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Why Is Gold Going Stale?

The price of gold has been static recently. So what accounts for the metal’s recent refusal to rise or fall decisively?

For an investment asset that has the rare ability to excite professional investors, ordinary people and even the childish readers of adventure stories, gold has put in a shockingly dull performance in recent months.

After an initial new year’s bounce in January, the price of an ounce of the yellow metal has stuck rigidly between $1,600 and $1,800 since early February. The Comex gold front-month futures contract was at $1,638.5 in afternoon U.S. trading on Thursday — almost unchanged on the day. This is a far cry from last year, when gold rose abruptly to a record nominal high of $1,912, only to plummet by $350 within a few weeks on fears that the rapid appreciation had pushed up the value to unsustainable levels.

Edel Tully, precious metals strategist at UBS in London, even went so far as to lament this week that gold was in a “stupor”, remarking that “gold price action has become stale.”

What accounts for the metal’s recent refusal to rise or fall decisively?

Gold has conventionally been seen as a hedge against inflation or economic crises — and most of all, economic crises rooted in inflation. It was one of these — caused by the second oil crisis — that accounted for its abrupt rise in 1980 to a peak that has still, in real terms, never been equalled.

Beset by low inflation and a lack of economic catastrophes in the developed world during the 1990s and early 2000s — in relative terms, at least — the price of gold remained essentially flat in nominal terms. In real terms, it fell sharply.

A common explanation for the change in recent years from a stable price to a rapid rise has been the permanent air of crisis caused by the credit crunch. Moreover, although inflation has not run out of control in developed economies, quantitative easing (QE) by the Federal Reserve has kept alive the fear that it could.

Up to a point this explanation tallies with gold’s price behavior. Its value soared in July and August 2011, as the euro zone debt crisis began. The price fell sharply in early April, at the same time as the prospect diminished of a third round of quantitative easing in the U.S. However, hopes have not completely died that the Fed will resort to QE, and fears of another euro zone crisis have not been laid to rest. Faced with such an even balance of risks and possibilities, the gold market may simply be treading water while it makes up its mind which way to head.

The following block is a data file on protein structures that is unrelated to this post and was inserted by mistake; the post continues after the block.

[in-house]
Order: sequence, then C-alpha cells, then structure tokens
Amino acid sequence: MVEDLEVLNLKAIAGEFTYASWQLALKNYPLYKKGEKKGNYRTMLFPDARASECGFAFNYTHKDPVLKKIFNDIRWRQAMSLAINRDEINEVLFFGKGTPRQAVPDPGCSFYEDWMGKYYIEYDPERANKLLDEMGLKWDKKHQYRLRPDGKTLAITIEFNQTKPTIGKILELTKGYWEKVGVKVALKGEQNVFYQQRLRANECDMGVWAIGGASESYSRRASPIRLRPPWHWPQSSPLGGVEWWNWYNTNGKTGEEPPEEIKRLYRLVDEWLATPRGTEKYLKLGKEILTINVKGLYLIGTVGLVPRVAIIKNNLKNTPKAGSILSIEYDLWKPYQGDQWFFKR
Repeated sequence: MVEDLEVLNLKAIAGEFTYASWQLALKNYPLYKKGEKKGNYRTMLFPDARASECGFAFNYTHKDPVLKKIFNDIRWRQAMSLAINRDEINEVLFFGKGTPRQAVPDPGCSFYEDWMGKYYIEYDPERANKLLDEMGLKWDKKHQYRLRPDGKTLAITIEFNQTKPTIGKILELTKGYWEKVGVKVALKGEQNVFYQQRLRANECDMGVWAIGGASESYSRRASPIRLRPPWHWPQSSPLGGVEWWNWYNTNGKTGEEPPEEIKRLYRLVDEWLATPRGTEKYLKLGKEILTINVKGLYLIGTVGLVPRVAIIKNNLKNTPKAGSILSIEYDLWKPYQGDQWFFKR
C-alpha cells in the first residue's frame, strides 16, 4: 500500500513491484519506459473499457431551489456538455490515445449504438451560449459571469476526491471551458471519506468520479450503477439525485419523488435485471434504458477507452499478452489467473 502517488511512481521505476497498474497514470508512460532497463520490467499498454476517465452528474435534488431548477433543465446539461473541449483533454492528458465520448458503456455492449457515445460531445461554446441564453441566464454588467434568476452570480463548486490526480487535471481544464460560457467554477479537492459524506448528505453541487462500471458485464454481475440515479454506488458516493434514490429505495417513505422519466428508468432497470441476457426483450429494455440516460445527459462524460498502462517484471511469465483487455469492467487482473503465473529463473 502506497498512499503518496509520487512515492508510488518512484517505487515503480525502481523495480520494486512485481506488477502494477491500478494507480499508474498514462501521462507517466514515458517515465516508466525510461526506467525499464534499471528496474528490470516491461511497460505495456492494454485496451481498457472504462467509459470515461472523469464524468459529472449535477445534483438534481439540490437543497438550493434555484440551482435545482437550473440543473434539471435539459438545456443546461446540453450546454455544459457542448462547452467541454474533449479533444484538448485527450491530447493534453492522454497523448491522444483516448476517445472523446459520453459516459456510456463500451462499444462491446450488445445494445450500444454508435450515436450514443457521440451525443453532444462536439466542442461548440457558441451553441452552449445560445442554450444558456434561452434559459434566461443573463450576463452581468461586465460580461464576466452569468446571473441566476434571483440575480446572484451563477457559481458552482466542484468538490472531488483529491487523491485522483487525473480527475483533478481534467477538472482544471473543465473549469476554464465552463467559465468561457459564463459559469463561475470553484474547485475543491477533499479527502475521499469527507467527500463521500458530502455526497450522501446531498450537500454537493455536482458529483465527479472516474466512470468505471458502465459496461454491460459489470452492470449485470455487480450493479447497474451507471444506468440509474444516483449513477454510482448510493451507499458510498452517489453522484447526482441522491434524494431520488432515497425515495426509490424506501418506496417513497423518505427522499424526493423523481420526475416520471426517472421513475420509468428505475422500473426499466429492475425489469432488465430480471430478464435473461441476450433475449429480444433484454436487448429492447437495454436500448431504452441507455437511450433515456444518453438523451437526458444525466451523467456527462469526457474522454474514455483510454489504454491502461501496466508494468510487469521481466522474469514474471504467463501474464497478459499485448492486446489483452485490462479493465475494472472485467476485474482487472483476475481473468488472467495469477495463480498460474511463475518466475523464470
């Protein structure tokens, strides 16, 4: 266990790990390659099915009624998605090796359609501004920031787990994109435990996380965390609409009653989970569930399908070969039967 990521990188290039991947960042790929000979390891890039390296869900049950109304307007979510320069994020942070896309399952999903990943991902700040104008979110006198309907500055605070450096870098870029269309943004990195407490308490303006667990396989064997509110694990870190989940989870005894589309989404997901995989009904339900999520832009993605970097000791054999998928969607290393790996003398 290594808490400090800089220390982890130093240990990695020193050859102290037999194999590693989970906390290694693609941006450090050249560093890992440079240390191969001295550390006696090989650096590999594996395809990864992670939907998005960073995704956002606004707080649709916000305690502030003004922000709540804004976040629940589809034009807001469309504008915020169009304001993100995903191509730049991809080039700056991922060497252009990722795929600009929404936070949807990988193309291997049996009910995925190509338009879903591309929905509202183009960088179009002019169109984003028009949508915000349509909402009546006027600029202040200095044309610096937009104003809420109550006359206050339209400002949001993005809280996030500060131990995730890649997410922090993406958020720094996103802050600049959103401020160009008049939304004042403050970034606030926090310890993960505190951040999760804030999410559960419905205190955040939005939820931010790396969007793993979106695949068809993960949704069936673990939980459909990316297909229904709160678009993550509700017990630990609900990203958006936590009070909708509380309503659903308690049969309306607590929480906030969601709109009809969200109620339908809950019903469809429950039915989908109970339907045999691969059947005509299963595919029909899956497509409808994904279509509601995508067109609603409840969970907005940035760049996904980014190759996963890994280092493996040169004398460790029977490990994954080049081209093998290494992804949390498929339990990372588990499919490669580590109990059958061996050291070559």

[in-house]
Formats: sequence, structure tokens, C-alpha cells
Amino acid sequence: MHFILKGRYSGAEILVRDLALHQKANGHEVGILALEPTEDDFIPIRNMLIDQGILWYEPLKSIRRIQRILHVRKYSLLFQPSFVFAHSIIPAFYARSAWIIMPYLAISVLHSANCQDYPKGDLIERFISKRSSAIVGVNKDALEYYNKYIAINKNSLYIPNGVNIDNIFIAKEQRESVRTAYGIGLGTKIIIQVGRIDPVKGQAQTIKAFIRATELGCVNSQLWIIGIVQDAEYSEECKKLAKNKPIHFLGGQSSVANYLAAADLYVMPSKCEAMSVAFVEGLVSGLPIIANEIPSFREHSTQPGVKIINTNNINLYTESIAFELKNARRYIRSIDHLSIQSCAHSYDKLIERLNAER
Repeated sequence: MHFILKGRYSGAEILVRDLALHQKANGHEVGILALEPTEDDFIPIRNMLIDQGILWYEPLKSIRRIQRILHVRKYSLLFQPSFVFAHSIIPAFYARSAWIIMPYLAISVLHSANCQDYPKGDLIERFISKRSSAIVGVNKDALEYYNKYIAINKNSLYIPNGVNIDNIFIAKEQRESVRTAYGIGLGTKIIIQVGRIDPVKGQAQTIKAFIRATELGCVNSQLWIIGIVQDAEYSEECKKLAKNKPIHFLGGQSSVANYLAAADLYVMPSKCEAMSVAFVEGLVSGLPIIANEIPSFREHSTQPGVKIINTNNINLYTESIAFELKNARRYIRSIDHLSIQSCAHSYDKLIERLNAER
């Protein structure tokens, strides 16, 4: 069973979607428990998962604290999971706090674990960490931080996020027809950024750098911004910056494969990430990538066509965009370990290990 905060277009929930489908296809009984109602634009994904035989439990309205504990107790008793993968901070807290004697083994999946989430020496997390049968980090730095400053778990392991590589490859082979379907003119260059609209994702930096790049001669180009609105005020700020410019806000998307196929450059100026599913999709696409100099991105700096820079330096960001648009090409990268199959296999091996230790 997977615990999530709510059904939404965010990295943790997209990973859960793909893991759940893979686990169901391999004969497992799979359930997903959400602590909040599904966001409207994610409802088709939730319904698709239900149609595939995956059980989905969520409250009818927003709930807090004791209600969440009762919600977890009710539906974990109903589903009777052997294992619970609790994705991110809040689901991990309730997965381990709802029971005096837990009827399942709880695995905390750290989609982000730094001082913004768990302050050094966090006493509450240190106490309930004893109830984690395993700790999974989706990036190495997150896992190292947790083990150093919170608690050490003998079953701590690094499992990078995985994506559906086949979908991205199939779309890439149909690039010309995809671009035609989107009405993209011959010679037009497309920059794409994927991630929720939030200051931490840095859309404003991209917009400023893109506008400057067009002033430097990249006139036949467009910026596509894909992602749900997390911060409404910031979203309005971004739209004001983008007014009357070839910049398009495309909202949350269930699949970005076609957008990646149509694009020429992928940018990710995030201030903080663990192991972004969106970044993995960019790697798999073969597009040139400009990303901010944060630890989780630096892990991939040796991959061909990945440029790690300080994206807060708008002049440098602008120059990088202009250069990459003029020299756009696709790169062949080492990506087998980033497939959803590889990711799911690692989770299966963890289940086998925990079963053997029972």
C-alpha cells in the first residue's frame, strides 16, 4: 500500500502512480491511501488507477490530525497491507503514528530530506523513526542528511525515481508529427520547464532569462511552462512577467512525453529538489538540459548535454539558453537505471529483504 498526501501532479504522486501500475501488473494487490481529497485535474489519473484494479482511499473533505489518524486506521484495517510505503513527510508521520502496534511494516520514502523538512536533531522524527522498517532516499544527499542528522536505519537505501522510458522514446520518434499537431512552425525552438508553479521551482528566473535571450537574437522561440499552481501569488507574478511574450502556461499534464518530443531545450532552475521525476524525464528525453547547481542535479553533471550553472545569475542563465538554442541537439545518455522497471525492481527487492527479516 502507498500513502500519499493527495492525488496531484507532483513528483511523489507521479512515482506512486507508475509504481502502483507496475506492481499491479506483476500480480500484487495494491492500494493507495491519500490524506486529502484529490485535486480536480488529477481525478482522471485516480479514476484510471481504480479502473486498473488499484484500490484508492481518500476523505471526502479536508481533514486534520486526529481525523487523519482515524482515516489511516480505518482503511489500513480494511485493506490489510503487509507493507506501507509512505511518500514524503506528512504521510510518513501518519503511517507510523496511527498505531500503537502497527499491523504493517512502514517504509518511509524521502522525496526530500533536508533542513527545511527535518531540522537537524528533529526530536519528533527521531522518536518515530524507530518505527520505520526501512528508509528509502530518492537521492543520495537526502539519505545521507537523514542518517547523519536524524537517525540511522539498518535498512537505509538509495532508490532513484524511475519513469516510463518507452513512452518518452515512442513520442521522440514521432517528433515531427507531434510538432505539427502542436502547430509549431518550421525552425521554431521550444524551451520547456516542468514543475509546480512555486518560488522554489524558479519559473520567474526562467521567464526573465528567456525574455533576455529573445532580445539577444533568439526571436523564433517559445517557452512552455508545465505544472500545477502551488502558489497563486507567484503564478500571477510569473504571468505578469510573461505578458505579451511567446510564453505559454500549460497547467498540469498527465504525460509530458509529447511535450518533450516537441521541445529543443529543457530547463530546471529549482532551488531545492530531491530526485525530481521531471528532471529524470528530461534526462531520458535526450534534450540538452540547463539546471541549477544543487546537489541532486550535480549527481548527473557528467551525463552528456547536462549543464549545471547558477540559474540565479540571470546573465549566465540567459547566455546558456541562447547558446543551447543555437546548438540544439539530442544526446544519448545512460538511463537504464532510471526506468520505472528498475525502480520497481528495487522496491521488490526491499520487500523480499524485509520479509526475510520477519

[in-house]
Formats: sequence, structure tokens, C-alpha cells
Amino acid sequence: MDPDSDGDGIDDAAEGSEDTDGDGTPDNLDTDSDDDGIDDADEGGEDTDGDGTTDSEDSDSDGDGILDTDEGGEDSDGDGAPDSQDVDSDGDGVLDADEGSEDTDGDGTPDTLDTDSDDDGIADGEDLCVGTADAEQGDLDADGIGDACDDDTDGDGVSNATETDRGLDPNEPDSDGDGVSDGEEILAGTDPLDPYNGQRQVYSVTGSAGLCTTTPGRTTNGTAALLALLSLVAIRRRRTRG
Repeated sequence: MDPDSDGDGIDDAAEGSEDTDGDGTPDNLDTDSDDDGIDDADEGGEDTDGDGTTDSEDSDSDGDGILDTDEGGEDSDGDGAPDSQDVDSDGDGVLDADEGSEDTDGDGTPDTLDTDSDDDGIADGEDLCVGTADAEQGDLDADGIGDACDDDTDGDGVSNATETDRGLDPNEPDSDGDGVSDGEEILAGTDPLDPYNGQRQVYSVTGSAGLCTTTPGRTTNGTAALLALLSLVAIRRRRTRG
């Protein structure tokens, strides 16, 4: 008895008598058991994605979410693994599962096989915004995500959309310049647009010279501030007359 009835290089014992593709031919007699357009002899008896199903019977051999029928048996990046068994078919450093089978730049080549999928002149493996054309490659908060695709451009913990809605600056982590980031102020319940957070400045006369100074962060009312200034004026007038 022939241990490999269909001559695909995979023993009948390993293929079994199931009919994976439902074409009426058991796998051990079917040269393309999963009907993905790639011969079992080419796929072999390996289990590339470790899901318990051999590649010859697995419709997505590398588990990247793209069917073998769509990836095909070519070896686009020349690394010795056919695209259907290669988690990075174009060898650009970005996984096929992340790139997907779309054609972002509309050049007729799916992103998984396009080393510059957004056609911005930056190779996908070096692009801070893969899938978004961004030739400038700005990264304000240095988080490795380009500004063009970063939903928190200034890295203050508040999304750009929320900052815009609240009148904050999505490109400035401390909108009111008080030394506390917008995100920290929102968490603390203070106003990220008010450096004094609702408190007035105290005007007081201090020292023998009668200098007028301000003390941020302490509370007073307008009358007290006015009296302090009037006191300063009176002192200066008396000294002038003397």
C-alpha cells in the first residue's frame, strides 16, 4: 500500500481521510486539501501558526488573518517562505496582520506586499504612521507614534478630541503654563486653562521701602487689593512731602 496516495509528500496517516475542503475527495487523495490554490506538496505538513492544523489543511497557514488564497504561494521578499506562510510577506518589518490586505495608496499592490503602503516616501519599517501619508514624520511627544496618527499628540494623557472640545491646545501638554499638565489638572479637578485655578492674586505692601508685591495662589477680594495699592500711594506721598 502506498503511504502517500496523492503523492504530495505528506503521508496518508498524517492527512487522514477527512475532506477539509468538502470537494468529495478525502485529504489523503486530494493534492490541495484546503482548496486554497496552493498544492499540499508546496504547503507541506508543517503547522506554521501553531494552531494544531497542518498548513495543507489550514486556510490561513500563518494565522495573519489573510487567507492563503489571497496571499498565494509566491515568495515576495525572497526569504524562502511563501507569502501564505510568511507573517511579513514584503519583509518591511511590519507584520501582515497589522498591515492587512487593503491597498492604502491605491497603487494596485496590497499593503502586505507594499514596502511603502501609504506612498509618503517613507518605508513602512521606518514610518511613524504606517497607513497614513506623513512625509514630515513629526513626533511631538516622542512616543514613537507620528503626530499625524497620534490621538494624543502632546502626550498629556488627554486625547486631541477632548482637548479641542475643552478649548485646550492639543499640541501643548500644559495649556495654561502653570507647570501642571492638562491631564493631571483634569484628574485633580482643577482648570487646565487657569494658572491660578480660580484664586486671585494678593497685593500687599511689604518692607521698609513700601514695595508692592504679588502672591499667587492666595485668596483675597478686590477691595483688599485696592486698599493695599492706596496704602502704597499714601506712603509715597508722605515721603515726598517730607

However, neither expectations of inflation nor changes in the relative sense of crisis provide a completely convincing rationale for gold’s recent performance.

A better explanation may be that the fundamentals of the gold market are shifting, to the point where they are based as much on India and China as on concerns of catastrophe and of unbridled consumer price increases.

The gold price started to rise rapidly a few years before the credit crunch — beginning the ascent in the mid-2000s, as Indian gross domestic product (GDP) growth reached a peak of 10 percent according to some estimates, and China recorded double-digit percentage increases for several successive years.

Income growth in these two new industrial behemoths has greatly supported gold demand.

India is the world’s biggest gold buyer, prompting analysts into minute dissections of trends in consumption during the peak buying period — the Indian wedding season, which runs from October to February.

However, the World Gold Council, the industry trade body, predicts that China will this year overtake India as the biggest consumer of the metal. Gold’s luster has been boosted by a lack of domestic alternatives: There are restrictions on property investment, and real interest rates are negative.

Trends in India, China and other emerging markets may provide an explanation not just for longer-term trends in gold, but for recent performance too. The Indian economy was hit hard by the late 2011 euro zone crisis, which damaged GDP growth. This depressed the rupee — curtailing Indian consumers’ ability to buy gold. With prospects so poor for the world’s largest gold buyer, it is hard for the metal to return to September’s record nominal high.

On the other hand, traders have noticed the existence of an increasingly firm floor as the price of gold falls nearer to $1,600. Many credit this to the appetite among emerging nations’ central banks, anxious to expand their gold reserves, for buying large quantities on dips. They purchased heavily in response to the price fall that ran from the end of February to early March, for example. Analysts say that the Chinese central bank, in particular, is likely to provide support to the gold market. Only 1.8 percent of its reserves are in the metal, according to the World Gold Council — but analysts say it is keen to increase this portion, largely to reduce dependence on its huge dollar reserves. Gold is still the only real global currency aside from the greenback — leaving China with little choice if it wants to diversify.

Some analysts see gold as a good investment play on India. Given the important role played in the gold market by the growing Chinese economy, it is not, perhaps, surprising that some hedge fund managers have started to argue that an investment in gold could also be a good play on China — particularly since many are wary of entering the unusually mercurial Chinese stock market. New cultural habits are reinforcing this argument: Many people are these days giving gold as a Chinese New Year present, rather than the traditional cash in an envelope.

Thousands of years after gold was first used as a store of value, it is still finding new niches.

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